Senate Majority Leader Mitch McConnell
"I applaud President Trump and his administration for dealing yet another significant blow to the Obama Administration’s assault on domestic energy production and jobs," said McConnell. "President Obama made commitments in this deal based off a costly power plan that we knew at the time was on shaky legal ground. By withdrawing from this unattainable mandate, President Trump has reiterated his commitment to protecting middle class families across the country and workers throughout coal country from higher energy prices and potential job loss. Today’s move builds on action Congress took to rebuff then-President Obama’s regulatory rampage, which put American jobs at risk. When the previous administration signed America up for this unattainable mandate, we made it clear we would fight this unilateral action any way we could, and this day could not have happened soon enough. President Trump has once again put families and jobs ahead of left-wing ideology and should be commended for his action."
Senate Minority Leader Chuck Schumer
"President Trump’s decision to withdraw from the Paris Climate Agreement is a devastating failure of historic proportions," said Schumer. "Future generations will look back on President Trump’s decision as one of the worst policy moves made in the 21st century because of the huge damage to our economy, our environment and our geopolitical standing. Pulling out of the Paris agreement doesn’t put America first, it puts America last in recognizing science, in being a world leader and protecting our own shore line, our economy and our planet. It’s now crystal clear President Trump is comfortable both ceding the moral high ground and the economic upper hand to countries like China, and endangering the future of our planet.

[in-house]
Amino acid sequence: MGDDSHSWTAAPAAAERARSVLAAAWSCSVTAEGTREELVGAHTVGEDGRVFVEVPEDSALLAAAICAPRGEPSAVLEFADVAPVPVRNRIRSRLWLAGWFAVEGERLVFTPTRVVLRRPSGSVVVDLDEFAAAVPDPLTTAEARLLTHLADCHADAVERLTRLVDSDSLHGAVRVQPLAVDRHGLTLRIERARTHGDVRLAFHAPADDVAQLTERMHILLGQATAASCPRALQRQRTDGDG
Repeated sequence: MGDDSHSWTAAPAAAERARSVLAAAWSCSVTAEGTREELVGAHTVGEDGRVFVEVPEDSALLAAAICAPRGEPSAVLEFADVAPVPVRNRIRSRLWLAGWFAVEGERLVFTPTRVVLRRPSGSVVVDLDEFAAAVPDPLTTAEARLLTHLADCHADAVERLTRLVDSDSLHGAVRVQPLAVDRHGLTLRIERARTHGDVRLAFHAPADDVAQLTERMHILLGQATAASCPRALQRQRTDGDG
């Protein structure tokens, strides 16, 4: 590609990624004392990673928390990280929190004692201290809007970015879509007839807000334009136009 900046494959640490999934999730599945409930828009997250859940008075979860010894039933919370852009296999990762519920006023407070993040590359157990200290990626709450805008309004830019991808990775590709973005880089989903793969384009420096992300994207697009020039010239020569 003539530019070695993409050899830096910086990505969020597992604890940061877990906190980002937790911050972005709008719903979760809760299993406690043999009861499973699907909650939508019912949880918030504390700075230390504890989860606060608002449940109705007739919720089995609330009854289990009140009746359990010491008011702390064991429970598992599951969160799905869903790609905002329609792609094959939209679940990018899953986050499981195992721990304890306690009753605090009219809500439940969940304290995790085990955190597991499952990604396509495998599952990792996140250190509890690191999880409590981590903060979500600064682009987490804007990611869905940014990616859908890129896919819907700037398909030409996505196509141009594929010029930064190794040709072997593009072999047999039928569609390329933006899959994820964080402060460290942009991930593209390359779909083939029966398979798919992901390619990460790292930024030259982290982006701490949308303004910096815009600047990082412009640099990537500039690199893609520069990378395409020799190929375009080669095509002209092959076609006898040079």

Gore called the decision an "indefensible action" that "undermines America’s standing in the world and threatens to damage humanity’s ability to solve the climate crisis in time."